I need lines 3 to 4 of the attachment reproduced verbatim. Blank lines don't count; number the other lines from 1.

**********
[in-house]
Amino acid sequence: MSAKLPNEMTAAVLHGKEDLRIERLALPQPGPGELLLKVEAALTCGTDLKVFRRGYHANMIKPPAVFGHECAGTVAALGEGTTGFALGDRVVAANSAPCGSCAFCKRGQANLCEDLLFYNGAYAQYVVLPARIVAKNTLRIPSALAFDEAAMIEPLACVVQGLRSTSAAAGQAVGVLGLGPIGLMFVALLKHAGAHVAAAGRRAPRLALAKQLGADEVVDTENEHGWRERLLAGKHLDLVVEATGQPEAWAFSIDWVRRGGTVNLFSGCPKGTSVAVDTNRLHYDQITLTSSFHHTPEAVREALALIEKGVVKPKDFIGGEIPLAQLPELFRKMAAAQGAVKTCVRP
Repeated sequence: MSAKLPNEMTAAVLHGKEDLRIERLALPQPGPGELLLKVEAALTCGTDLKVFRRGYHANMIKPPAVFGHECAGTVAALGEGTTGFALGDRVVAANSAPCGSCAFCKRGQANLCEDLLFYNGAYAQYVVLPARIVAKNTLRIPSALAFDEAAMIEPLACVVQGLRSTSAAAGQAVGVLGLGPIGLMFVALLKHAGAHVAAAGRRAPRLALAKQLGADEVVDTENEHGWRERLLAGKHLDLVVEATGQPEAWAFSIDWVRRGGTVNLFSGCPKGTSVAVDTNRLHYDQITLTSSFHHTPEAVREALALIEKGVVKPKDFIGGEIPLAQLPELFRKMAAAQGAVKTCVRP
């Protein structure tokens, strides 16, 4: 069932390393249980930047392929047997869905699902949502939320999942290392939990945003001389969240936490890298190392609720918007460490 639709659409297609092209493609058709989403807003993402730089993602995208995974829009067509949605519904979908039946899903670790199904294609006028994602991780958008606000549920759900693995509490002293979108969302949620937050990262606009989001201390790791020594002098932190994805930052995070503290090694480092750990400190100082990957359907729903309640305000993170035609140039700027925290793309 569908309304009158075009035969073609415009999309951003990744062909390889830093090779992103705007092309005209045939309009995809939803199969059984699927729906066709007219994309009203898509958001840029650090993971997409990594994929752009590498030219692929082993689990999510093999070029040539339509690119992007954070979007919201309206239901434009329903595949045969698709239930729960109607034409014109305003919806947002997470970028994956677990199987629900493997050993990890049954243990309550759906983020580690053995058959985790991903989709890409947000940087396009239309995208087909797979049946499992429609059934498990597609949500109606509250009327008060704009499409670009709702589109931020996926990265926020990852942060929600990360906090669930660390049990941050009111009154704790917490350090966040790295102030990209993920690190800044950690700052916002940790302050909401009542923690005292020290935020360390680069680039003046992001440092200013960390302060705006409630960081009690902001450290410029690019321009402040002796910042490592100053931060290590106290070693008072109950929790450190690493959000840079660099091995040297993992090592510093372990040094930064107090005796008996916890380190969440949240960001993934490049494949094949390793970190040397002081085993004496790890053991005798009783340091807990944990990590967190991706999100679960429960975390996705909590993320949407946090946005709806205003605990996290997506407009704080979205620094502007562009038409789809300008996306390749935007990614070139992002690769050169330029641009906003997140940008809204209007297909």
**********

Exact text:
Repeated sequence: MSAKLPNEMTAAVLHGKEDLRIERLALPQPGPGELLLKVEAALTCGTDLKVFRRGYHANMIKPPAVFGHECAGTVAALGEGTTGFALGDRVVAANSAPCGSCAFCKRGQANLCEDLLFYNGAYAQYVVLPARIVAKNTLRIPSALAFDEAAMIEPLACVVQGLRSTSAAAGQAVGVLGLGPIGLMFVALLKHAGAHVAAAGRRAPRLALAKQLGADEVVDTENEHGWRERLLAGKHLDLVVEATGQPEAWAFSIDWVRRGGTVNLFSGCPKGTSVAVDTNRLHYDQITLTSSFHHTPEAVREALALIEKGVVKPKDFIGGEIPLAQLPELFRKMAAAQGAVKTCVRP
């Protein structure tokens, strides 16, 4: 069932390393249980930047392929047997869905699902949502939320999942290392939990945003001389969240936490890298190392609720918007460490 639709659409297609092209493609058709989403807003993402730089993602995208995974829009067509949605519904979908039946899903670790199904294609006028994602991780958008606000549920759900693995509490002293979108969302949620937050990262606009989001201390790791020594002098932190994805930052995070503290090694480092750990400190100082990957359907729903309640305000993170035609140039700027925290793309 569908309304009158075009035969073609415009999309951003990744062909390889830093090779992103705007092309005209045939309009995809939803199969059984699927729906066709007219994309009203898509958001840029650090993971997409990594994929752009590498030219692929082993689990999510093999070029040539339509690119992007954070979007919201309206239901434009329903595949045969698709239930729960109607034409014109305003919806947002997470970028994956677990199987629900493997050993990890049954243990309550759906983020580690053995058959985790991903989709890409947000940087396009239309995208087909797979049946499992429609059934498990597609949500109606509250009327008060704009499409670009709702589109931020996926990265926020990852942060929600990360906090669930660390049990941050009111009154704790917490350090966040790295102030990209993920690190800044950690700052916002940790302050909401009542923690005292020290935020360390680069680039003046992001440092200013960390302060705006409630960081009690902001450290410029690019321009402040002796910042490592100053931060290590106290070693008072109950929790450190690493959000840079660099091995040297993992090592510093372990040094930064107090005796008996916890380190969440949240960001993934490049494949094949390793970190040397002081085993004496790890053991005798009783340091807990944990990590967190991706999100679960429960975390996705909590993320949407946090946005709806205003605990996290997506407009704080979205620094502007562009038409789809300008996306390749935007990614070139992002690769050169330029641009906003997140940008809204209007297909």